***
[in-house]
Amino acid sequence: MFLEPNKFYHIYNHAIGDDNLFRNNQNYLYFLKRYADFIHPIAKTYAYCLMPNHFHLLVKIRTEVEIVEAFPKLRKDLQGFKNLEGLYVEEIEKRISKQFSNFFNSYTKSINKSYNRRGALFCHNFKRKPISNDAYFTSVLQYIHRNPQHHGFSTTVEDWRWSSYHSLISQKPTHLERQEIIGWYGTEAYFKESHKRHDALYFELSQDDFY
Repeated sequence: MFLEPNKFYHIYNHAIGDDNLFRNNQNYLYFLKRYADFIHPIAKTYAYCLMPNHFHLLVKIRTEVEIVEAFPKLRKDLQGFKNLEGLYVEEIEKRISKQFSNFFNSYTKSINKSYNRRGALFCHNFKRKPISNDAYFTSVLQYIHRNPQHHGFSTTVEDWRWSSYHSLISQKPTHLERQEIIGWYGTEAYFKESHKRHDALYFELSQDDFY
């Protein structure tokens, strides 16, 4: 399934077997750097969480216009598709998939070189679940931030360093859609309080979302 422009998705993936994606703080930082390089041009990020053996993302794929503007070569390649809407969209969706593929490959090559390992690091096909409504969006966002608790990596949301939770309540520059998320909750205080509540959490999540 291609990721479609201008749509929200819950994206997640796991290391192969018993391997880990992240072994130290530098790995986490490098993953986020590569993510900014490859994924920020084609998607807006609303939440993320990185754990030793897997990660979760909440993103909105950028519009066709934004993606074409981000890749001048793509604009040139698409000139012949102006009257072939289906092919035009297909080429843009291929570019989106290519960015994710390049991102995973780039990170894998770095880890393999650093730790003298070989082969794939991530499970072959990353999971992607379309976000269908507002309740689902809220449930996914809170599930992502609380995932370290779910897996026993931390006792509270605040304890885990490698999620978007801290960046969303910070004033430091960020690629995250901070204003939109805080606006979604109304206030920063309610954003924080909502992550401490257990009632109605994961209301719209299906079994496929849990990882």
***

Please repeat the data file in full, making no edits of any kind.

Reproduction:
[in-house]
Amino acid sequence: MFLEPNKFYHIYNHAIGDDNLFRNNQNYLYFLKRYADFIHPIAKTYAYCLMPNHFHLLVKIRTEVEIVEAFPKLRKDLQGFKNLEGLYVEEIEKRISKQFSNFFNSYTKSINKSYNRRGALFCHNFKRKPISNDAYFTSVLQYIHRNPQHHGFSTTVEDWRWSSYHSLISQKPTHLERQEIIGWYGTEAYFKESHKRHDALYFELSQDDFY
Repeated sequence: MFLEPNKFYHIYNHAIGDDNLFRNNQNYLYFLKRYADFIHPIAKTYAYCLMPNHFHLLVKIRTEVEIVEAFPKLRKDLQGFKNLEGLYVEEIEKRISKQFSNFFNSYTKSINKSYNRRGALFCHNFKRKPISNDAYFTSVLQYIHRNPQHHGFSTTVEDWRWSSYHSLISQKPTHLERQEIIGWYGTEAYFKESHKRHDALYFELSQDDFY
């Protein structure tokens, strides 16, 4: 399934077997750097969480216009598709998939070189679940931030360093859609309080979302 422009998705993936994606703080930082390089041009990020053996993302794929503007070569390649809407969209969706593929490959090559390992690091096909409504969006966002608790990596949301939770309540520059998320909750205080509540959490999540 291609990721479609201008749509929200819950994206997640796991290391192969018993391997880990992240072994130290530098790995986490490098993953986020590569993510900014490859994924920020084609998607807006609303939440993320990185754990030793897997990660979760909440993103909105950028519009066709934004993606074409981000890749001048793509604009040139698409000139012949102006009257072939289906092919035009297909080429843009291929570019989106290519960015994710390049991102995973780039990170894998770095880890393999650093730790003298070989082969794939991530499970072959990353999971992607379309976000269908507002309740689902809220449930996914809170599930992502609380995932370290779910897996026993931390006792509270605040304890885990490698999620978007801290960046969303910070004033430091960020690629995250901070204003939109805080606006979604109304206030920063309610954003924080909502992550401490257990009632109605994961209301719209299906079994496929849990990882």